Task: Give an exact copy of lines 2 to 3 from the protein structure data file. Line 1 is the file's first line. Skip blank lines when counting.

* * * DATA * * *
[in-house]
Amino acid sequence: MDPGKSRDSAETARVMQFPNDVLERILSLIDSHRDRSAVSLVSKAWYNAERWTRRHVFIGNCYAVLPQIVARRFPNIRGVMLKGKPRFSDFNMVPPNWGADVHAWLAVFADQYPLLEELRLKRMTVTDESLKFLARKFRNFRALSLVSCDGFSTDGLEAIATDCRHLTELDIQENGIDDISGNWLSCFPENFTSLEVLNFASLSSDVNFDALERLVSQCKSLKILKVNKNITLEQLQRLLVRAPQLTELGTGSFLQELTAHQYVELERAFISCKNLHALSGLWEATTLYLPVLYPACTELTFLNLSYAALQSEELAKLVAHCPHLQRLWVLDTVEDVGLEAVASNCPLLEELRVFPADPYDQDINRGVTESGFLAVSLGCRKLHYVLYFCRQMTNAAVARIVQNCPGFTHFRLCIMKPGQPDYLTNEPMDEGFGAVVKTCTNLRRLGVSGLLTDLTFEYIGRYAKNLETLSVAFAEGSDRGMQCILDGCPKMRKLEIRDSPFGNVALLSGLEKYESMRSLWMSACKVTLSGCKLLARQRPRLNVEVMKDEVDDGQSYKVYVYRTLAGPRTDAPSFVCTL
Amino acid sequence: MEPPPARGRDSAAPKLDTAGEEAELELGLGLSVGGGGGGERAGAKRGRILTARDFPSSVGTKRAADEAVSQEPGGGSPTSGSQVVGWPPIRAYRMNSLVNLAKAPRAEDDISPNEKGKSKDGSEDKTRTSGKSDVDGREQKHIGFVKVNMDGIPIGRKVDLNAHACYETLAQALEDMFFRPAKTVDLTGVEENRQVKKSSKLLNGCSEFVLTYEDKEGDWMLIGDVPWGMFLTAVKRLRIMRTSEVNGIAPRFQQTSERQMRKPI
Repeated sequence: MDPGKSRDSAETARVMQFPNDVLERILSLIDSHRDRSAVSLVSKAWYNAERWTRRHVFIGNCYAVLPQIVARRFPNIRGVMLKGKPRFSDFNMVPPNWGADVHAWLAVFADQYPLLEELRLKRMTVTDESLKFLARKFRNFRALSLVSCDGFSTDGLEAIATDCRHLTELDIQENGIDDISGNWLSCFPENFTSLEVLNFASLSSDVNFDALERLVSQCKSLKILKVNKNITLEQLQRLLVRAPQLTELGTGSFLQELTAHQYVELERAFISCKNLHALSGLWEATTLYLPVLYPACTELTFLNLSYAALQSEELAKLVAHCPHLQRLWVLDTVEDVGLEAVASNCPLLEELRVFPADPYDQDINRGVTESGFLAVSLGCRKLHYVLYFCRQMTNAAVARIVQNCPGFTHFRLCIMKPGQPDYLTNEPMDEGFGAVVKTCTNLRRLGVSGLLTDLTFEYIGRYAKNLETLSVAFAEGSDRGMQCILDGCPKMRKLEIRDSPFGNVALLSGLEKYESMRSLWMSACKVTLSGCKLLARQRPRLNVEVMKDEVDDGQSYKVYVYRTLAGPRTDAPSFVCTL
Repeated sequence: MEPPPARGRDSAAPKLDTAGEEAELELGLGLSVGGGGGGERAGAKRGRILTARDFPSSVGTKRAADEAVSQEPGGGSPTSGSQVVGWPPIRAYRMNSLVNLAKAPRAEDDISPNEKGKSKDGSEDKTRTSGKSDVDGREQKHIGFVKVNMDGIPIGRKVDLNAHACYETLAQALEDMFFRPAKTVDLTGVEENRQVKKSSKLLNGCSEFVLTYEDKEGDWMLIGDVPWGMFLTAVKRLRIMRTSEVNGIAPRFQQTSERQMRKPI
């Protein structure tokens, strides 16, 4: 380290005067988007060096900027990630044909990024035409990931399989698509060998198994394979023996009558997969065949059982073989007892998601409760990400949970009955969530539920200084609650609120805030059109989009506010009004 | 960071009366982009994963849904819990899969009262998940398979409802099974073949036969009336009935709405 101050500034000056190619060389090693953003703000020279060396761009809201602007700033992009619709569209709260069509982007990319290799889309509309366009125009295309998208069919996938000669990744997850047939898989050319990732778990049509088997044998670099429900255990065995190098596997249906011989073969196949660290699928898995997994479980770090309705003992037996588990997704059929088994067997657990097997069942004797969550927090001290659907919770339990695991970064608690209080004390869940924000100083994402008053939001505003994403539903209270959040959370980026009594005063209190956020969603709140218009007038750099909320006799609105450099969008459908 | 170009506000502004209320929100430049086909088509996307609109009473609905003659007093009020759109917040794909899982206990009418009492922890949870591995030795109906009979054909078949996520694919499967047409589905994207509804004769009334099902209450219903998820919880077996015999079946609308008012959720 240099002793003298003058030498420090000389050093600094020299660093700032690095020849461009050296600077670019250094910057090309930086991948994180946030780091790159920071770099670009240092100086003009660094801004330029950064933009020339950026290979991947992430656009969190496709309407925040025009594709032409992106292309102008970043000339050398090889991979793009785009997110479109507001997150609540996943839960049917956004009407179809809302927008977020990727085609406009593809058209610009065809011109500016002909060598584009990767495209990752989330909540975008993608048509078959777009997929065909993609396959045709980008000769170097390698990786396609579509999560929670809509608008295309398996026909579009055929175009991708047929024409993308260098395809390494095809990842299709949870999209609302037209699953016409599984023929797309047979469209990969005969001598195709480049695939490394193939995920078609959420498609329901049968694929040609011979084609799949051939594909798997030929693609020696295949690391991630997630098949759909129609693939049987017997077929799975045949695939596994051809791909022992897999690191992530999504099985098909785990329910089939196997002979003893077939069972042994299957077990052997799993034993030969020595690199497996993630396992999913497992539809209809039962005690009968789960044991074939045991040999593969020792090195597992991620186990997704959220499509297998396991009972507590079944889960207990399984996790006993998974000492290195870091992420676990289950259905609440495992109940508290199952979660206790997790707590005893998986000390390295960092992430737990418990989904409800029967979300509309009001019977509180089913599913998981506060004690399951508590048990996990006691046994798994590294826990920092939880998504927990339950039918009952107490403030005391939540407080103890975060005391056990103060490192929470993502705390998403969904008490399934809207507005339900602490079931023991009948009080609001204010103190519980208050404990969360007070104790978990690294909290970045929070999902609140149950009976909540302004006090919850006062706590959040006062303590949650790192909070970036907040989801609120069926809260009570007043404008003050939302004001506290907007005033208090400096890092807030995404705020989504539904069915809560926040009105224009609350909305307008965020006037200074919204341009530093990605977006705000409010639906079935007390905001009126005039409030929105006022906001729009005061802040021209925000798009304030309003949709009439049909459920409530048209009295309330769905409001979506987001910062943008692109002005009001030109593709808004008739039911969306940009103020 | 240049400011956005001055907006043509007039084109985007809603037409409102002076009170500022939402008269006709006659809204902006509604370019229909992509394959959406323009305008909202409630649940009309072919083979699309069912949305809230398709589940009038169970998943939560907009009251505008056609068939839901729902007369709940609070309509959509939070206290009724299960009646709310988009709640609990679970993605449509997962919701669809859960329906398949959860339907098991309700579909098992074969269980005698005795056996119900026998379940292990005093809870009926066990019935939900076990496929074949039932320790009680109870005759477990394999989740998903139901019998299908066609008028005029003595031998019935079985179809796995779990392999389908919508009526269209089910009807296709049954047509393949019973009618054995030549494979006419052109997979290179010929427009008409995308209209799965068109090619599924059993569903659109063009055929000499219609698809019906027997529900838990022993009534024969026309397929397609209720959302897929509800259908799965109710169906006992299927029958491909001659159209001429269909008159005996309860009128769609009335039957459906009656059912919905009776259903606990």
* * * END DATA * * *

Amino acid sequence: MDPGKSRDSAETARVMQFPNDVLERILSLIDSHRDRSAVSLVSKAWYNAERWTRRHVFIGNCYAVLPQIVARRFPNIRGVMLKGKPRFSDFNMVPPNWGADVHAWLAVFADQYPLLEELRLKRMTVTDESLKFLARKFRNFRALSLVSCDGFSTDGLEAIATDCRHLTELDIQENGIDDISGNWLSCFPENFTSLEVLNFASLSSDVNFDALERLVSQCKSLKILKVNKNITLEQLQRLLVRAPQLTELGTGSFLQELTAHQYVELERAFISCKNLHALSGLWEATTLYLPVLYPACTELTFLNLSYAALQSEELAKLVAHCPHLQRLWVLDTVEDVGLEAVASNCPLLEELRVFPADPYDQDINRGVTESGFLAVSLGCRKLHYVLYFCRQMTNAAVARIVQNCPGFTHFRLCIMKPGQPDYLTNEPMDEGFGAVVKTCTNLRRLGVSGLLTDLTFEYIGRYAKNLETLSVAFAEGSDRGMQCILDGCPKMRKLEIRDSPFGNVALLSGLEKYESMRSLWMSACKVTLSGCKLLARQRPRLNVEVMKDEVDDGQSYKVYVYRTLAGPRTDAPSFVCTL
Amino acid sequence: MEPPPARGRDSAAPKLDTAGEEAELELGLGLSVGGGGGGERAGAKRGRILTARDFPSSVGTKRAADEAVSQEPGGGSPTSGSQVVGWPPIRAYRMNSLVNLAKAPRAEDDISPNEKGKSKDGSEDKTRTSGKSDVDGREQKHIGFVKVNMDGIPIGRKVDLNAHACYETLAQALEDMFFRPAKTVDLTGVEENRQVKKSSKLLNGCSEFVLTYEDKEGDWMLIGDVPWGMFLTAVKRLRIMRTSEVNGIAPRFQQTSERQMRKPI